April 21, 1997
UCSC celebration of Lou Harrison's 80th birthday kicks off with inaugural lecture
By Barbara McKenna
Musicologist and flutist Leta Miller will present an inaugural lecture titled "Sounding Off: Lou Harrison's Musical Politics" at 8 p.m. Tuesday, April 22, in the Music Center. The talk is part of the campuswide celebration of Harrison's 80th birthday that also includes a concert and art exhibit (see below). The lecture is free and open to the public.
Miller and colleague Fredric Lieberman, both professors of music at UCSC, have just completed a book on the world-renowned composer, who is a resident of Santa Cruz County. Their book, tentatively titled "Lou Harrison: Composing a World," will be released later this year by Oxford University Press. Miller is also featured on four recordings of the music of Lou Harrison.
Miller's talk draws from a chapter in the forthcoming book and will incorporate musical samples, slides, and excerpts from interviews with Harrison and his colleagues.
"Lou has never separated politics from his music," Miller said. "He's written multiple compositions since the 1930s and as recently as 1991 expressing his political ideals." Miller described some of Harrison's politically oriented work, which began in the 1930s when he wrote a series of political pieces designed for modern dance. The first, Waterfront 1934, was a pro-union composition concerning the San Francisco general strike. It premiered at the Longshoreman's San Francisco headquarters in a boxing ring, Miller said. Harrison's politically oriented work also includes Peace Pieces he wrote during the Vietnam War and Homage to Pacifica, composed in 1991.
Miller and Lieberman's work on the book has received support from two NEH grants totaling more than $55,000. The book begins with an extended biography followed by a series of topical chapters, including "music and the dance," "tuning and temperament," "instruments and instrument building," "music and politics," "music and sexuality," and "compositional process." Also included is a detailed catalog of works, listing more than 300 items. The authors conducted interviews with Harrison over a period of a year and a half and also interviewed more than 50 people around the country associated with Harrison over the past half century.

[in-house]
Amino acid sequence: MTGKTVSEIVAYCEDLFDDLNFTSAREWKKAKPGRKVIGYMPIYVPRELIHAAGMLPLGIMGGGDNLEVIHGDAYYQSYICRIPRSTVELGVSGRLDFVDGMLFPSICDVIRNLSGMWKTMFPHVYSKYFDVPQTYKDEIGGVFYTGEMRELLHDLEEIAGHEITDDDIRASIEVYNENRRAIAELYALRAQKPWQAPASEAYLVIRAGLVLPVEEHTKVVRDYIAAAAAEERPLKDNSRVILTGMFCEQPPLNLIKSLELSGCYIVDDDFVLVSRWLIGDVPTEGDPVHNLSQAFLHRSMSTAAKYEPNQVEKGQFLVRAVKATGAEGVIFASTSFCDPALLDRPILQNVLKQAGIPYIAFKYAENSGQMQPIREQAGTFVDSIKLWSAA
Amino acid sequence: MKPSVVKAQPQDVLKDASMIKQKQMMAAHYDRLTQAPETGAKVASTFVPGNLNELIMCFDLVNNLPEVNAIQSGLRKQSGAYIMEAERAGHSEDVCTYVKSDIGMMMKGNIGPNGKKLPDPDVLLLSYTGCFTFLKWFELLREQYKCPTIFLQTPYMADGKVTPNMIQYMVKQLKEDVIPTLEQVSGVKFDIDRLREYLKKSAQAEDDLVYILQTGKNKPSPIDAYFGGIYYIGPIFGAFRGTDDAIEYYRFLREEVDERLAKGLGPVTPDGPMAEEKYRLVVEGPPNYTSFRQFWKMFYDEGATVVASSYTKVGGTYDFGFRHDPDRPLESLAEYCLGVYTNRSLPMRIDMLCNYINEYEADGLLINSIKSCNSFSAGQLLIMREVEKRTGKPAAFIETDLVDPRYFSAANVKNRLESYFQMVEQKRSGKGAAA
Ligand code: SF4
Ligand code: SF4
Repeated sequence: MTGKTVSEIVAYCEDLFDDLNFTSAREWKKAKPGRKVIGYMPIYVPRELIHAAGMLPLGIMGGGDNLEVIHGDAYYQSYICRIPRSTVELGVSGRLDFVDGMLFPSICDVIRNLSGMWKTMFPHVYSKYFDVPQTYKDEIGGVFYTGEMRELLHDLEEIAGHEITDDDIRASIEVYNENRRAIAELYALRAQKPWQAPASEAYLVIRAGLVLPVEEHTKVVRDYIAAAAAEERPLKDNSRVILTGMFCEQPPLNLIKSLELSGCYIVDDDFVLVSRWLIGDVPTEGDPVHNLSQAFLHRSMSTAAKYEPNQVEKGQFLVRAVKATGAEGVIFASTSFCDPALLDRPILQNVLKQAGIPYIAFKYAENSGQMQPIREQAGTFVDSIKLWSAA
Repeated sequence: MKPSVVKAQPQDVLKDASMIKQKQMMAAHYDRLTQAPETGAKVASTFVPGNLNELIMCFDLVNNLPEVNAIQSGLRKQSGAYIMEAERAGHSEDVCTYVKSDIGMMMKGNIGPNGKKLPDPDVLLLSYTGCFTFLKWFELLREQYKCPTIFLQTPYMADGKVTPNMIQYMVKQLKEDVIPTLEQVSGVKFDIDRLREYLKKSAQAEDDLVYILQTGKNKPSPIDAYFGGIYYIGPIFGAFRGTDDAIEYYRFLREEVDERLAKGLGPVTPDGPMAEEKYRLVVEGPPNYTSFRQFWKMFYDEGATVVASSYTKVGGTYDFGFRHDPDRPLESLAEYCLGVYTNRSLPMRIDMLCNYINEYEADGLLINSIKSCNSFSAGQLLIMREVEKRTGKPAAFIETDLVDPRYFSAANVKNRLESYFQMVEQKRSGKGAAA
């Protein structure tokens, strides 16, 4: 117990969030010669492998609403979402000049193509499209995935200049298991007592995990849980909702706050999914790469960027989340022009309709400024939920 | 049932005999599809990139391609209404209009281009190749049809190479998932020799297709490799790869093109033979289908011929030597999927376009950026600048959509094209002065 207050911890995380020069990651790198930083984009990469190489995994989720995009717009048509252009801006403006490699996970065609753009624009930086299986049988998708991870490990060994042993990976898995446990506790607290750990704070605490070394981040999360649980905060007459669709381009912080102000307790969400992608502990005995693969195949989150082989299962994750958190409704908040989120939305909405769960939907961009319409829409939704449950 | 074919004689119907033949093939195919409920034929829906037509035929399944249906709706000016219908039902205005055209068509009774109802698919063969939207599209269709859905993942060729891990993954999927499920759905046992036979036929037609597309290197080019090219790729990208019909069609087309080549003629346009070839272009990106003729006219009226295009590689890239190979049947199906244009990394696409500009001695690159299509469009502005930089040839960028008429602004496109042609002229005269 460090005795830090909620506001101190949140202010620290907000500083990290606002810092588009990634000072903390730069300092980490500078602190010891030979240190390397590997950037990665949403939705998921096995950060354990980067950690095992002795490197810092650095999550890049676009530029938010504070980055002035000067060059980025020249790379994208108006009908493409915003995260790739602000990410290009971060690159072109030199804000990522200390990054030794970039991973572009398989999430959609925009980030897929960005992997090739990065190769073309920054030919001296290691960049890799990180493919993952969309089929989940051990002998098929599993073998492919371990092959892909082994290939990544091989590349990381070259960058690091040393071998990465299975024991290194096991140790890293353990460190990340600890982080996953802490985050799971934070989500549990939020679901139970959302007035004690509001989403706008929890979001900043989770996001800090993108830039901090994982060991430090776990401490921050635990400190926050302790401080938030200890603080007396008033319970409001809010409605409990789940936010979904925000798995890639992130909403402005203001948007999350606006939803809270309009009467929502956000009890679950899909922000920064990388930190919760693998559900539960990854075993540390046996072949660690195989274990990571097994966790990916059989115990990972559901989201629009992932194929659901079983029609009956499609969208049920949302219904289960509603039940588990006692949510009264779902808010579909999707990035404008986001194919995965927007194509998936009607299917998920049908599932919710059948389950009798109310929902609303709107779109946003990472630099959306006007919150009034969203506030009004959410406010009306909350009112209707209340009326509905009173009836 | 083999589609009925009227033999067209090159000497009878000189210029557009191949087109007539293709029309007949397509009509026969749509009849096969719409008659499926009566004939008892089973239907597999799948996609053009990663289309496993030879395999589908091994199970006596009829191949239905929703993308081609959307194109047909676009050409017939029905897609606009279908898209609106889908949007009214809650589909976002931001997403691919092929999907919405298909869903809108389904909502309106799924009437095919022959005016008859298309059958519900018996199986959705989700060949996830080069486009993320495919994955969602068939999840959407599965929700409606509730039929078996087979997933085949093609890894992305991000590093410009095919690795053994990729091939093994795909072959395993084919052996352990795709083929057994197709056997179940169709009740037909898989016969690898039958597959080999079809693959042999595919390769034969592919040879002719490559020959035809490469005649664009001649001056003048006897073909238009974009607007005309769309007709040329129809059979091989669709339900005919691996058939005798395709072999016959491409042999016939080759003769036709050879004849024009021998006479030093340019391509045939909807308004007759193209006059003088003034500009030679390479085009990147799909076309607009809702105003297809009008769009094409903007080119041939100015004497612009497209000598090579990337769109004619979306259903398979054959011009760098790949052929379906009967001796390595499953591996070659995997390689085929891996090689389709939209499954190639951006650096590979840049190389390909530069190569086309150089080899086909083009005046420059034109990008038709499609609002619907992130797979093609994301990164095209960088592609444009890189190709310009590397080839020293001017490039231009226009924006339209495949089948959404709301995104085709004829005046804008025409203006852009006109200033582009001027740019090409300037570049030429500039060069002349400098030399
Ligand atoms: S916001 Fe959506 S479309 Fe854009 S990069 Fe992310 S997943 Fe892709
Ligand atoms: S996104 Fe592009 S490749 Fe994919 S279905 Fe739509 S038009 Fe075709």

Harrison is regarded as one of the world's foremost living composers, recognized for his work in the areas of percussion, experiments with intonation systems, and the synthesis of Western and Asian musical styles. He is a member of the National Institute of Arts and Letters and the recipient of two Guggenheim awards, two Rockefeller grants, and a Fulbright award. In addition to his musical compositions, Harrison has authored and published prose and poetry, and his paintings have been displayed in a number of public exhibitions. His calligraphy is renowned and Harrison has even designed several computer fonts.
Inaugural lectures are presented to celebrate UCSC faculty members' promotion or appointment to the position of full professor. The lectures are presented by UCSC Arts & Lectures and supported by the Offices of the Chancellor and Executive Vice Chancellor, the Council of Provosts, and University Affiliates. For more information, call (408) 459-2159 (voice or TDD).
An exhibit on Harrison is taking place in the Porter Faculty Gallery (D-222) through May 4. On display are some of Harrison's gamelan puppets, replica "toy" theaters, and a collection of his scores, some of which he penned himself. For more information, call (408) 459-2564.
The night after Miller's talk, on Wednesday, April 23, a concert will be performed at 8 p.m. in the Music Center by UCSC faculty and the UCSC percussion ensemble. For more information on the concert, call (408) 459-2787.
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